She bit me. Right here, just above the eye, like she was aiming to rip off my eyebrow. I had just leaned over to pet her and she pounced up from her sleeping state so quickly I didn’t even have time to blink. Next thing I knew there was an Afghan Hound hanging from my face. I don’t really remember very much after that, except the warm blood streaming into my eye and down my face. It was pretty worrisome to an eight-year-old. My mom went bonkers. She couldn't ell, through the blood, if my eye was gone. I can conjure up the scent of dog, the warm wet of blood, the piercing of teeth in a wholly unanticipated place. I mean, I’m a pretty vivid dreamer, and I had imagined getting attacked on the arm, or the leg, or even the buttocks in my childhood imaginings. But the eye was never even on the imagination’s radar.
She was my oldest brother’s dog. We called her Crazel; like a combination of Hazel and Crazy. He had saved up his paycheck money, scooping ice cream at Isaly’s after school. Paid a pretty penny for her, because she was an exotic dog. John always did have sort of exotic taste. He let us brush her long hair. It flowed like a super-model’s when she walked, kind of like she could have been in a commercial for Herbal Essence shampoo. She wasn’t one of those touchy- feely kind of dogs, the sort who snuggle up to you and want their bellies rubbed. She kept to herself, pretty much. But I wanted to be her friend, to show her I loved her, and that I wasn’t too afraid to touch her, though truth be known, I kind of was. And so, when I leaned over to show her my affection, she misinterpreted me. I didn’t know that you were not supposed to go petting animals when they were sleeping. And she didn’t know that little girls with the same colored hair were not very bright. And so that ended our budding friendship. Mom made John sell her. It makes me sad to think about that now. I had never, before now, considered how my innocent stupidity caused him to lose his pet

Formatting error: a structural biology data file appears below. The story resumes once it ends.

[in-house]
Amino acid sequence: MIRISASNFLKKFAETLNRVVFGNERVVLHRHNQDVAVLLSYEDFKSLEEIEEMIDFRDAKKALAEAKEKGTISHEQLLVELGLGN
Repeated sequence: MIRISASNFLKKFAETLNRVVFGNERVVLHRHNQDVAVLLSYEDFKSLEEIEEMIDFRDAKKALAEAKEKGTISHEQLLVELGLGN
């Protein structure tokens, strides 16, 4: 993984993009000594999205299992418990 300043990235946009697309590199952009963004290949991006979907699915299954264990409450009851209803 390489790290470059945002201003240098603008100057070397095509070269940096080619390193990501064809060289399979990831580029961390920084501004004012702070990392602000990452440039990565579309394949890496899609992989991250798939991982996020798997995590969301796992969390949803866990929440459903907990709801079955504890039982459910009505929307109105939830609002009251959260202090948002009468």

I’m sorry, John.
So now I have to pretend that I like dogs. I try. Really, I do. And dogs that belong in the family, like Rags and Pi and Kimball and Arlo, have grown on me, though Kimball and Pi have already jumped into the great pet playground above. Rags and Arlo are nice sized fluffy dogs, who do like to have their bellies scratched, and who are kind of irresistible. Only, I really don’t do well with dogs jumping on me, no matter how much they may have charmed me. That’s where I draw the line. There, and at the side of my dinner plate, where little dog tongues are prone to wander.
If I come visit you, or you come visit me, and there is a dog in the picture, I am likely to fake that I like him or her. But truth is, I am probably doing just that…faking it.
I am not proud of this. It is, nonetheless, my truth.
I may like your dog, but only a little…bit.
|"...and then there was that time when my brother's|
dog tried to pick my eye out of its socket."